Provided by American Jewish World Service, pursuing global justice through grassroots change.
Again, as at Sinai, God beckons to Moses. In Parashat Vayikra, the first Torah portion in the book of Leviticus, God lays out a detailed program for human-Divine interaction: the sacrificial cult. The portion goes on to describe sin sacrifices and guilt sacrifices and sacrifices for inadvertent violations, creating a mechanism for the Israelite community to develop a relationship with God that would outlive its spokesman, Moses.
Sacrifice and Prayer
From this moment in Jewish history, through to the destruction of the Second Temple (with a break for the Babylonian exile), the sacrificial system served as the primary vehicle for communication between the Israelites and God. Since the destruction of the Temple two thousand years ago, the Jewish community has struggled to find other ways to communicate with the Eternal. Rabbis, sages and philosophers have sought pathways that allow usto speak with God.
Prayer is one such alternate pathway, allowing communities and individuals to call out to God with supplication and gratitude. It maintains the human-God axis of interaction that is present in the sacrificial system, but uses words instead of burnt offerings as the medium of communication. But the Torah hints at another, more metaphorical opportunity for interacting with the Divine.
In Genesis, the Torah teaches us that human beings are created in God’s image. Reading this very literally, we can infer that every interaction we have with another person, every face-to-face encounter is, in effect, an encounter with Divinity.
The 20th century philosopher Martin Buber explores this concept in his book I and Thou. He suggests that there are two types of human encounters: I-It encounters and I-Thou encounters. In both of these, I see myself as a full human being; I am a subject. The difference is in how I view the other person. In an I-It encounter, I view the other person as an object, as someone whose value is assessed based on what he or she can do for me. Instead of having intrinsic value, the other person has instrumental value.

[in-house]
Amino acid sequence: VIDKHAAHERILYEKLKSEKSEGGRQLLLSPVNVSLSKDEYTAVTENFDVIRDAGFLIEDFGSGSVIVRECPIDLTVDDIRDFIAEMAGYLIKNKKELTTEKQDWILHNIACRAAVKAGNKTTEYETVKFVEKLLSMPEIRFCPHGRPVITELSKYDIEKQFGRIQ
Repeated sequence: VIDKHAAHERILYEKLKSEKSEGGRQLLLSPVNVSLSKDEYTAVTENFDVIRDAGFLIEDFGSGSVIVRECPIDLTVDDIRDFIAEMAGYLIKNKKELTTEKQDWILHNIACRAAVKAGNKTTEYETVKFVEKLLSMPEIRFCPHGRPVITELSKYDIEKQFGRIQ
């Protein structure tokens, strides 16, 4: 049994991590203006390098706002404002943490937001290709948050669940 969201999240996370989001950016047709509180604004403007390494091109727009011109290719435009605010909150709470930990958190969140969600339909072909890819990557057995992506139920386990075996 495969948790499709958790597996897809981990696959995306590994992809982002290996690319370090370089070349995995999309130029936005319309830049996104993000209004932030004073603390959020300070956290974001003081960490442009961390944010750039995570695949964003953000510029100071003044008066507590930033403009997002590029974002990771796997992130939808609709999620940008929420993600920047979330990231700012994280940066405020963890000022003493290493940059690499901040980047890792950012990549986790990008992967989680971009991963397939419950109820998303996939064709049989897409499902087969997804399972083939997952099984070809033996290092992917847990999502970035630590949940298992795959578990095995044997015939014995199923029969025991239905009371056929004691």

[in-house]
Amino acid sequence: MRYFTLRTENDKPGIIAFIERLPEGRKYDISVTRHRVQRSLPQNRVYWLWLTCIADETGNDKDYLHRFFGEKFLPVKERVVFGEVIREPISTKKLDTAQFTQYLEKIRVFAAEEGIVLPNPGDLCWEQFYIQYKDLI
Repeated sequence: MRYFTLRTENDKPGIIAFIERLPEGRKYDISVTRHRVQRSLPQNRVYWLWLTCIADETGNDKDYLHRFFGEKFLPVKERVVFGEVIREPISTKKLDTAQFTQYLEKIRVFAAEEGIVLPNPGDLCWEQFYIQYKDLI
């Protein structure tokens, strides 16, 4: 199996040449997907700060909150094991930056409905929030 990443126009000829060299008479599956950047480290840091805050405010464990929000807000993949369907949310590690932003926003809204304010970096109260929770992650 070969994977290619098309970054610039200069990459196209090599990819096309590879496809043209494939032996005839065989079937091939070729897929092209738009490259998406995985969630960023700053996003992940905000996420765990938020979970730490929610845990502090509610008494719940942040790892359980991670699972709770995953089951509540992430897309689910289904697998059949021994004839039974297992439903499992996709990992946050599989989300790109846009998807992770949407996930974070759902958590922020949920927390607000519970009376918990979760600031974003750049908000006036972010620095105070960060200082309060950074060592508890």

By contrast, in an I-Thou encounter I see the wholeness of the other in dialogue with me. The I-Thou encounter is the opposite of the I-It encounter. Here, I meet the other as a fellow subject. He or she has intrinsic value. The exchange is not transactional and it cannot be quantified.
In El Salvador
As a recent participant on an AJWS Rabbinic Student Delegation to Ciudad Romero, El Salvador, I found myself reflecting on Buber’s teaching and thinking about how hard it is to see the Divine in other people. We were hosted by a not-for-profit organization called La Coordinadora that works with local farmers to teach sustainable and organic farming. The people with whom we worked were poor peasants, the kind of people whom I had never before encountered. It was hard for me not to try to fit them into some kind of category, to objectify them in some way in order to make the experience of their poverty more palatable.
But over the course of the delegation, I sensed myself moving along Buber’s continuum. Whereas before the trip, I would have described “these people” as “the poor of the Third World,” I came to see them as Irma and Marta and Maria Helena. Through hoisting the pick axe or the hoe and doing a good day’s work in the fields, my fellow rabbinical students and I began to see the humanity in the face of the other in El Salvador. I tried hard to seek out an I-Thou encounter with each person I met, and that effort felt imbued with the Divine.
Participating in service work alongside the people of Ciudad Romero reminded me not to generalize about the poor, not to cast them as objects in the story I tell about my life and my liberal politics. As I returned to my everyday life, I resolved to try to bring that insight with me.
Parashat Vayikra challenged the Jewish community to embrace sacrifice as a new system of communication rooted in holiness. Prayer provides another vehicle for our interaction with God. But we should recognize that it is our interactions with others that offer a unique means of communion with the Divine that is profoundly imbued with the ethical principles and traditions of our people.